All mycophiles ought to try making their own bread and some of the most interesting and delicious rely on ‘wild’ yeasts. As with larger edible mushrooms, the concept is frightening to the modern mind because it requires you to abandon yourself to the randomness of natural decay. . .
Wild yeasts are everywhere – since you started to read this thousands of spores will have invaded your lungs. They do no harm, but when they land on damp carbohydrates they get to work. To harness them, take a couple of tablespoons of flour (wholemeal is good but spelt is even better). Whisk this into a rough batter with a half a glass of water. Then leave the milky liquid in a jar or bowl on the windowsill for a couple of days (cover with a bit of gauze or cloth if flies are a problem – the spores will get through).
When tiny bubbles begin to appear on the surface put the mix in a loosely-topped jar in the fridge and every couple of days throw away half and top up the remainder with fresh flour and water. Keep sniffing the mix – you should notice the smell changing from a slightly acrid, unpleasant, scent to something that is positively pleasant. The concoction is now effectively a nutrient soup, laden with wild yeasts. Certainly it is weaker than its normal, cultivated, version, but this is actually an advantage, not a problem. It works more slowly to produce a denser, nuttier, loaf.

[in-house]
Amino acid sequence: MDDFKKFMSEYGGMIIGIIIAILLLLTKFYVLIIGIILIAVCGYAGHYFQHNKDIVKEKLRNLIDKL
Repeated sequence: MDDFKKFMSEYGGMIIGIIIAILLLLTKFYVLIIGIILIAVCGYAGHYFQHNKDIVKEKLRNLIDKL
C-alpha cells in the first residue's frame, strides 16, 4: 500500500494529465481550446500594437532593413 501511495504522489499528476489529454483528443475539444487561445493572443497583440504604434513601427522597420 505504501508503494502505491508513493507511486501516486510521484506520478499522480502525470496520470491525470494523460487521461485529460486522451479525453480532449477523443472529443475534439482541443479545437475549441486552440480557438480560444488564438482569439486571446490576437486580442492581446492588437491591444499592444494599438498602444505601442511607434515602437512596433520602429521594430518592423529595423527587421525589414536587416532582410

To make a casic ciabbatta-type loaf:
300 ml Water (if you use electronic scales, 1ml is 1g)
40 g Oil/melted butter
2 tbspns Soughdough culture
Mix the ingredients together to make a distinctly sloppy dough. This can be difficult because it will be very sticky and this is where a bread-making machine on the ‘dough’ setting can be invaluable. If you are doing it by hand, you have to knead it for at least 10 minutes (this breaks down some of the longer starch molecules and is important to the final texture). Leave it to prove for at least six hours (overnight is ideal), then tip/pour it onto a floured baking tray and roll to cover with flour, but try not to bash it around too much. Cover with a clean tea towel and turn on the oven to 200C / Gas Mark 8. When the oven is up to speed (maybe 15 minutes?), pop in the loaf and bake for about 20 – 30 minutes depending on the shape and thickness. Experiment: try mixing a variety of flours (e.g. include a proportion of strong white flour if you like a lighter loaf).